If the judge’s question touches on any sensitive subject that a potential juror does not want to have heard by others present, the Met jurors should tell the judge. At that point, to potential juror can come forward so that questions can be asked privately.
A judge will ask whether or not a person lives in the county where the charges filed. Additionally, he will ask whether the prospective jurors know any of the attorneys in the case. Further, the judge will ask whether the prospective jurors know the defendant, any victims, the family members of any victims, any witnesses who may be called in the case and whether or not I have read or heard the allegations of the case. The best Tulsa criminal defense attorney will fight hard for you.
Also, the judge will ask whether not a person has expressed or formed an opinion concerning the case. He will also inquire as to any information person has heard or read about the case has influenced their ability to hear or decide a case impartially. Another question is whether a person has discussed this case with anyone prior to jury selection. Another inquiry is whether or not a person has had any experience that might affect their consideration of the case. Also, a judge will ask whether any of potential jurors or any of their friends or relatives are employed or involved with law enforcement. A similar question that the judge will ask is whether the potential juror or any of their friends, or relatives, has been connected with law enforcement in the past.
An especially important question is whether not the potential juror has held a reserve jeopardy commission, special deputy commission, or an honorary deputy commission. Under state law Sheriff’s deputy sheriffs are disqualified from serving as jurors. The Oakland Court of Criminal Appeals is held that a person who holds a reserve deputy commission, special deputy commission, or an honorary deputy commission is also disqualified from serving as a juror even though the person holding this commission has no legal authority or legal duty to act as a deputy sheriff.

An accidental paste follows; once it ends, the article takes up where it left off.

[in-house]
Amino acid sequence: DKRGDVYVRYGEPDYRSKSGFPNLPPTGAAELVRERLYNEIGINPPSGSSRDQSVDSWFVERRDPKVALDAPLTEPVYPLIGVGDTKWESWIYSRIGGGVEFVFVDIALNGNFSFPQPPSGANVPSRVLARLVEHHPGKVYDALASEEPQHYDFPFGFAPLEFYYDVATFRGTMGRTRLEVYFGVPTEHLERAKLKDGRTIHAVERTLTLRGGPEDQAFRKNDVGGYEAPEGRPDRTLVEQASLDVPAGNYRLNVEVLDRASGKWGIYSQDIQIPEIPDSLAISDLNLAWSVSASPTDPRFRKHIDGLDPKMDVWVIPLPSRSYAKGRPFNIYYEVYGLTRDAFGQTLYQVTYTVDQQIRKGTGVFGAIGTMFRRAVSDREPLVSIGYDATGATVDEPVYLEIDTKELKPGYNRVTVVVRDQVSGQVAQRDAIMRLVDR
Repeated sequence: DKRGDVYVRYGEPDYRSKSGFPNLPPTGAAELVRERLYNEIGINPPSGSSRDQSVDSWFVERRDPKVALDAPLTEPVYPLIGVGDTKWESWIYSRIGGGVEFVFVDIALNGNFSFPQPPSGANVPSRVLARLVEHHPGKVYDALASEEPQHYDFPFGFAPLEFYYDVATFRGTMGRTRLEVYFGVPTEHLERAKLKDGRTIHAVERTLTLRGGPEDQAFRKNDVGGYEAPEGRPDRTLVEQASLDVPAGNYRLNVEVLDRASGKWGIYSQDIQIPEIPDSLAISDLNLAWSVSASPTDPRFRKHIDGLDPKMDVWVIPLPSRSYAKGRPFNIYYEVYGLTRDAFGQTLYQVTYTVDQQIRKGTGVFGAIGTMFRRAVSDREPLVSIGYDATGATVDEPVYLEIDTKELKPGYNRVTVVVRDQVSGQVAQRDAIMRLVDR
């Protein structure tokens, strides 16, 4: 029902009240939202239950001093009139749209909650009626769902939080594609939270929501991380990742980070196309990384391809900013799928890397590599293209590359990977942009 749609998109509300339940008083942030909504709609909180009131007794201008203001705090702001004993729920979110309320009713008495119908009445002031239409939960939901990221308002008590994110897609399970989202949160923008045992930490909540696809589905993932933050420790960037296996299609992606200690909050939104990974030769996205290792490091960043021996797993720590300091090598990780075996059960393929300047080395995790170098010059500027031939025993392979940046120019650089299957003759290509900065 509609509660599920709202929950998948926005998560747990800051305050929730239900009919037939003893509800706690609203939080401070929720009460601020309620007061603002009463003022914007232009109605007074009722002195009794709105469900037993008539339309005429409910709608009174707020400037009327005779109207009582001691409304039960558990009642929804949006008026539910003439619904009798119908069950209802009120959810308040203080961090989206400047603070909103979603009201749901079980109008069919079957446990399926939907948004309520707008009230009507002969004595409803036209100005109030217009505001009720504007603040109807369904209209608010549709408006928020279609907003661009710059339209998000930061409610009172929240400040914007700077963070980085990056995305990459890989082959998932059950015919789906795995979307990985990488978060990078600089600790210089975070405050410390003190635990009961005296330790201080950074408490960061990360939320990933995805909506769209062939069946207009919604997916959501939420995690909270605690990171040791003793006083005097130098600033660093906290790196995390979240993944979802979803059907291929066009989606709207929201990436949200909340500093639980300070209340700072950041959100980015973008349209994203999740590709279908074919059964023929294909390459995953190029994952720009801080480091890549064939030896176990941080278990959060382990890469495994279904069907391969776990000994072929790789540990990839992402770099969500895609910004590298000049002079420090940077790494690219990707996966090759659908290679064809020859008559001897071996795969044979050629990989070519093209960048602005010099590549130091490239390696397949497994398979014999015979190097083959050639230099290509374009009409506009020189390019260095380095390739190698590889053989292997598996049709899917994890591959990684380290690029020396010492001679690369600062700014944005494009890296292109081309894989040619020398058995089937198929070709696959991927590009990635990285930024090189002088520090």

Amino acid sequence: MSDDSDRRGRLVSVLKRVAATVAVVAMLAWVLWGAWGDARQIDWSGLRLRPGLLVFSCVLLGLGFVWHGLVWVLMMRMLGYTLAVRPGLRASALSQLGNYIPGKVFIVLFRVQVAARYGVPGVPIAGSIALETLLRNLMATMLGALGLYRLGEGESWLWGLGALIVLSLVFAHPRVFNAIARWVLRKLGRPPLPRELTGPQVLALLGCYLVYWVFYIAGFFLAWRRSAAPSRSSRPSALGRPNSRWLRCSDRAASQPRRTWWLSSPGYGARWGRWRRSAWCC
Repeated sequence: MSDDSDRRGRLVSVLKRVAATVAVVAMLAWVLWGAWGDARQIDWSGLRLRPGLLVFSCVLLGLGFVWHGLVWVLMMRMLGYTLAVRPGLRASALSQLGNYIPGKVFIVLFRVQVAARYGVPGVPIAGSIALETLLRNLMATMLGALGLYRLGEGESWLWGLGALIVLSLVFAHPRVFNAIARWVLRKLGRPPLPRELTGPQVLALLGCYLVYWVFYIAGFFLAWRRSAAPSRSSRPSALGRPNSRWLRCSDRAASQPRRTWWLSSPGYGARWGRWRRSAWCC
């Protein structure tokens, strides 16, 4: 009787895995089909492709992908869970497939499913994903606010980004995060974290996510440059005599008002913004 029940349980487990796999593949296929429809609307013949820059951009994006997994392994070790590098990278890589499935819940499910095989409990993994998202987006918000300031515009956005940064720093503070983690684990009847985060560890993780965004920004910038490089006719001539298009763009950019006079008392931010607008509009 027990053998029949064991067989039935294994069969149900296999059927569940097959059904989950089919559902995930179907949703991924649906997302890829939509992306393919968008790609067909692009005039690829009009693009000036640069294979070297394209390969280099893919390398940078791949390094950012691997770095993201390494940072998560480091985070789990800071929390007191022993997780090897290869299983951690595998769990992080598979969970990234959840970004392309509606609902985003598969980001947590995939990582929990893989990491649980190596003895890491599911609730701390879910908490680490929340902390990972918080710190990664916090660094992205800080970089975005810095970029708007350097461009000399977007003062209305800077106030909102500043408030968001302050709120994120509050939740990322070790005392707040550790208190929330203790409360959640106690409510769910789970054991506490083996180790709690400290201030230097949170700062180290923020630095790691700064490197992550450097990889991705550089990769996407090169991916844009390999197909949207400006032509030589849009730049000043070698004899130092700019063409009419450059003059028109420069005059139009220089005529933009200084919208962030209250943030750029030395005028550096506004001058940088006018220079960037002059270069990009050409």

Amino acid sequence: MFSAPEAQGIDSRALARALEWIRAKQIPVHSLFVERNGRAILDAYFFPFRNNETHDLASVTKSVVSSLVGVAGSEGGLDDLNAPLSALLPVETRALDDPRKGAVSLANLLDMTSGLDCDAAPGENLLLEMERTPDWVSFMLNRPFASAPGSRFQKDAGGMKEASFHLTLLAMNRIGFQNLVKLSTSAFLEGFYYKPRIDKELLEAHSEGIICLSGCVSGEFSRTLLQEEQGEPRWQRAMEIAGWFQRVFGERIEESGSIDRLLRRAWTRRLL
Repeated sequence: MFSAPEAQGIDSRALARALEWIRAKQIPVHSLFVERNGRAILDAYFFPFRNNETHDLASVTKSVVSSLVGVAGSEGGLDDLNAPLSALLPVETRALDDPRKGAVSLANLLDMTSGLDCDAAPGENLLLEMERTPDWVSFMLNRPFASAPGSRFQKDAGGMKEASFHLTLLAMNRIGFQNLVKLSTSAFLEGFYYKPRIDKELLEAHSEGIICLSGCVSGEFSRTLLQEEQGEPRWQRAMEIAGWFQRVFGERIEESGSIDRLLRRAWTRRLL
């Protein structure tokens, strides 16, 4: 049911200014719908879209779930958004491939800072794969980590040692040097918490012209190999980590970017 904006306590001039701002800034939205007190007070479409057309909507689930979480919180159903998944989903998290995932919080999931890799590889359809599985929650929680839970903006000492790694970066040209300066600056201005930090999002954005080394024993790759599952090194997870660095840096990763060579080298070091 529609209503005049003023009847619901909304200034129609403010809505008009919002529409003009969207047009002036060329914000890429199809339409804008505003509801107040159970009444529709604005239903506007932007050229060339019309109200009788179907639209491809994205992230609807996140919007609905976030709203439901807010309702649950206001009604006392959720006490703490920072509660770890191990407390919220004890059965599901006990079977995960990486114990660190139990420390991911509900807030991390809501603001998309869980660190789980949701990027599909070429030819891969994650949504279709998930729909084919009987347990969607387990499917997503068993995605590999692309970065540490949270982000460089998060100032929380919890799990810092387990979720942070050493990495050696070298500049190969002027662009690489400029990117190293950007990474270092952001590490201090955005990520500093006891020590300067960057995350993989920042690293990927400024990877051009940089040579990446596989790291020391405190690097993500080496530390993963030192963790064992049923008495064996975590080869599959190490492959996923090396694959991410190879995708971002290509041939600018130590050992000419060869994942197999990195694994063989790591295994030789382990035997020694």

Additional questions include whether or not the prospective jurors been charged with or accused of a crime, or whether their friends or relatives have never been charged or accused of a crime. Additionally, the judge will ask whether or not the prospective juror has been a victim of the crime, or whether any of their friends or relatives have ever been a victim of a crime. Getting the best Tulsa crimnal defense attorney is well worth the money.
A judge will instruct the jury on the law and the rules by which a jury reaches a verdict. Jurors have a duty to accept and follow the law as set forth in the instructions and the rules given to them by the judge. Therefore a judge will ask a prospective juror if selected as a juror will he or she accepts and follow the law as set forth in the instructions, and the rules that the judge gives to the juror.
If you’re looking for the best Tulsa criminal defense attorney, call Stephen Cale at 918-277-4800.